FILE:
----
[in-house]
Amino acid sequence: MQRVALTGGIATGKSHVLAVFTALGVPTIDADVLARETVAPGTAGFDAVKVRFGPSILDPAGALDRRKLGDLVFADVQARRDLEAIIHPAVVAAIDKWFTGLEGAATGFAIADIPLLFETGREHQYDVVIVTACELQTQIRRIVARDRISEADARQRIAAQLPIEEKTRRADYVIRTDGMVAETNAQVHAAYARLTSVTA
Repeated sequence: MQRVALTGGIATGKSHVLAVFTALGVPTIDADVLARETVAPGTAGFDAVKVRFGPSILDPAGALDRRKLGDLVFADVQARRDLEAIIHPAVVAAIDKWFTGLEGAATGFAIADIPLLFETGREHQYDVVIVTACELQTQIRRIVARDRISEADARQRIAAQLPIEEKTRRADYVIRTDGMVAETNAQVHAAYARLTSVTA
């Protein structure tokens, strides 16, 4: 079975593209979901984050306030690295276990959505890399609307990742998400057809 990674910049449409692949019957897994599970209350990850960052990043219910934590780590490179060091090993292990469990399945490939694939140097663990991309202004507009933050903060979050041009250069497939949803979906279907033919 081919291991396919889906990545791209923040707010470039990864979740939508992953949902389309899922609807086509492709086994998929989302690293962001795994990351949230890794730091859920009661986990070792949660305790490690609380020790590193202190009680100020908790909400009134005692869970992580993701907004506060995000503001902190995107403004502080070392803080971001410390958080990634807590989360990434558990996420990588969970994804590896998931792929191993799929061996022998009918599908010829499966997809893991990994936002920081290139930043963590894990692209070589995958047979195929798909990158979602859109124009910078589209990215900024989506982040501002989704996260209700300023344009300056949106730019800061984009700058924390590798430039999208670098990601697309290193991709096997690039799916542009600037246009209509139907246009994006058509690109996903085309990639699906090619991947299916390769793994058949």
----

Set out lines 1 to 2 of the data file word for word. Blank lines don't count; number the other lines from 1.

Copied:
[in-house]
Amino acid sequence: MQRVALTGGIATGKSHVLAVFTALGVPTIDADVLARETVAPGTAGFDAVKVRFGPSILDPAGALDRRKLGDLVFADVQARRDLEAIIHPAVVAAIDKWFTGLEGAATGFAIADIPLLFETGREHQYDVVIVTACELQTQIRRIVARDRISEADARQRIAAQLPIEEKTRRADYVIRTDGMVAETNAQVHAAYARLTSVTA